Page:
123. ^ Mithra, Kuljit (2013). "Daredevil/Black Widow TV Series (1975)". ManWithoutFear.com. Archived from the original on April 1, 2013. Retrieved April 1, 2013. 
  124. ^ a b "Daredevil in Animation – A Retrospective". Marvel Animation Age. p. 3. Archived from the original on April 7, 2013. 
  125. ^ a b Mark Evanier, quoted in: Cronin, Brian (March 20, 2008). "Comic Book Urban Legends Revealed #147". Comic Book Resources. Archived from the original on April 7, 2013. Retrieved April 22, 2009. 
  126. ^ Comics Feature #33 (1985), cited in: "Media: Cartoons: Proposed Daredevil Cartoon". ManWithoutFear.com. Archived from the original on April 7, 2013. 
  127. ^ Howe, Sean (2012). Marvel Comics: The Untold Story. HarperCollins. p. 261. ISBN 978-0061992100. 
  128. ^ Goldman, Eric (May 2, 2012). "The Avengers: Hulk's TV History – A look back at the Green Goliath on television". IGN. p. 2. Archived from the original on April 7, 2013. Retrieved April 7, 2013. 
  129. ^ "And a Blind Man Shall Lead Them". Marvel Animation Age. Archived from the original on April 7, 2013. Retrieved April 22, 2009. 
  130. ^ Lieberman, David (November 7, 2013). "Netflix Picks Up Four Marvel Live-Action Series & A Mini Featuring Daredevil, Jessica Jones, Iron Fist, Luke Cage For 2015 Launch". Deadline.com. Archived from the original on September 12, 2014. Retrieved November 7, 2013. 
  131. ^ "Drew Goddard Joins Daredevil on Netflix". Marvel Comics. December 6, 2013. Archived from the original on December 7, 2014. Retrieved December 6, 2013. 
  132. ^ "Marvel TV head: Daredevil starts shooting in July, Jessica Jones next up". HitFix. March 24, 2014. Archived from the original on March 25, 2014. Retrieved March 25, 2014. 
  133. ^ Goldberg, Lesley (May 24, 2014). "Marvel's Netflix Drama Daredevil Taps New Showrunner (Exclusive)". The Hollywood Reporter. Archived from the original on May 24, 2014. Retrieved May 24, 2014. 
  134. ^ "Charlie Cox to Star in Daredevil TV Series for Marvel and Netflix". Variety. May 27, 2014. Archived from the original on September 11, 2014. Retrieved May 27, 2014. 
  135. ^ "Venom/Spider-Man: Separation Anxiety". IGN. Archived from the original on April 7, 2013. Retrieved April 23, 2009. 
  136. ^ Shinobi. "Spider-Man: Web of Fire". Shinforce.com. Archived from the original on April 7, 2013. Retrieved April 23, 2009.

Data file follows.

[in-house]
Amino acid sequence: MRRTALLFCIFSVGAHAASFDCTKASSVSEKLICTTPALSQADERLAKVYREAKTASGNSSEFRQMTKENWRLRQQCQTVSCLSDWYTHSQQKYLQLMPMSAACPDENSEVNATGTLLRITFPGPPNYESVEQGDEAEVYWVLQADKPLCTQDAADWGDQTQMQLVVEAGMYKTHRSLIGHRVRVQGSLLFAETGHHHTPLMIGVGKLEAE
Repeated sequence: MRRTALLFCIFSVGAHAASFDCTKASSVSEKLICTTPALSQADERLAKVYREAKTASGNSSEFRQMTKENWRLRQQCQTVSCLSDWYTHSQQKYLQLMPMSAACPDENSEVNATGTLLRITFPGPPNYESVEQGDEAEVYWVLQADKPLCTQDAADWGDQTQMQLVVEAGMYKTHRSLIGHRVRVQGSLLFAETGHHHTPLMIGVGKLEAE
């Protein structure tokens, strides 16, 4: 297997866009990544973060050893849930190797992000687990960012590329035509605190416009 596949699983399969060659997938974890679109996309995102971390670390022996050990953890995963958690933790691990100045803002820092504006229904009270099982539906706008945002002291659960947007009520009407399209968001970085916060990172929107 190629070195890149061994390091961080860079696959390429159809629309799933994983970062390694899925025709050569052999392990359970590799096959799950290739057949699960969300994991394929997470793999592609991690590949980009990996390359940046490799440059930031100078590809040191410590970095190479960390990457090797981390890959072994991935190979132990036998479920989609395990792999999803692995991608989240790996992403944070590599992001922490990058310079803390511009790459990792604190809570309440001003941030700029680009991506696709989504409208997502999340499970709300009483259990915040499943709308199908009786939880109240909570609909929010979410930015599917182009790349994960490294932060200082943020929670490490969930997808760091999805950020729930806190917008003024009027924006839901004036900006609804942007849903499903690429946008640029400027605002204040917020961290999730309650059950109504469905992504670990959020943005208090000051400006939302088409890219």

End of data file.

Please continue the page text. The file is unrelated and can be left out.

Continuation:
137. ^ "Daredevil (TM) for Nintendo Game Boy(R) Advance Goes Gold". PRNewswire.com. December 11, 2002. Archived from the original on April 7, 2013. Retrieved April 7, 2013. 
  138. ^ "David Kaye". BehindTheVoiceActors.com. 2013. Archived from the original on April 7, 2013. Retrieved April 7, 2013. 
  139. ^ "Voice Compare: Daredevil: Matt Murdock". BehindTheVoiceActors.com. July 29, 2011. Archived from the original on April 7, 2013. Retrieved April 7, 2013. 
  140. ^ Denick, Thom (2006). Marvel Ultimate Alliance: Signature Series Guide. Indianapolis, Indiana: Brady Games. pp. 42–43. ISBN 0-7440-0844-1. 
  141. ^ "Marvel Costume Kit 1". Sony. Archived from the original on December 30, 2012. Retrieved December 30, 2012. 
  142. ^ "New Heroes Revealed at PAX 2012!". Marvel Heroes. August 31, 2012. Archived from the original on April 7, 2013. Retrieved September 2, 2012. 
  143. ^ "Galactus Lands in New LEGO Marvel Super Heroes Trailer". Marvel Comics. August 21, 2013. Archived from the original on December 7, 2014. 
  144. ^ "Marvel Legends Series 3". MarvelLegends.net. December 2002. Archived from the original on April 7, 2013. Retrieved April 25, 2009. 
  145. ^ a b Crawford, Michael (2009). "Toy Box: Marvel Universe Surfer, Spidey, Daredevil and Human Torch". ASiteCalledFred.com. Archived from the original on April 7, 2013. Retrieved April 25, 2009. 
  146. ^ a b c St-Louis, Hervé (March 24, 2004). "Spider-Man Classics Daredevil". ComicBookBin.com. Archived from the original on October 3, 2012. Retrieved April 25, 2009. 
  147. ^ "The Classic Marvel Figurine Collection". Marvel-figurines.co.uk. 2005. Archived from the original on April 7, 2013. Retrieved April 7, 2013. 

External links[edit]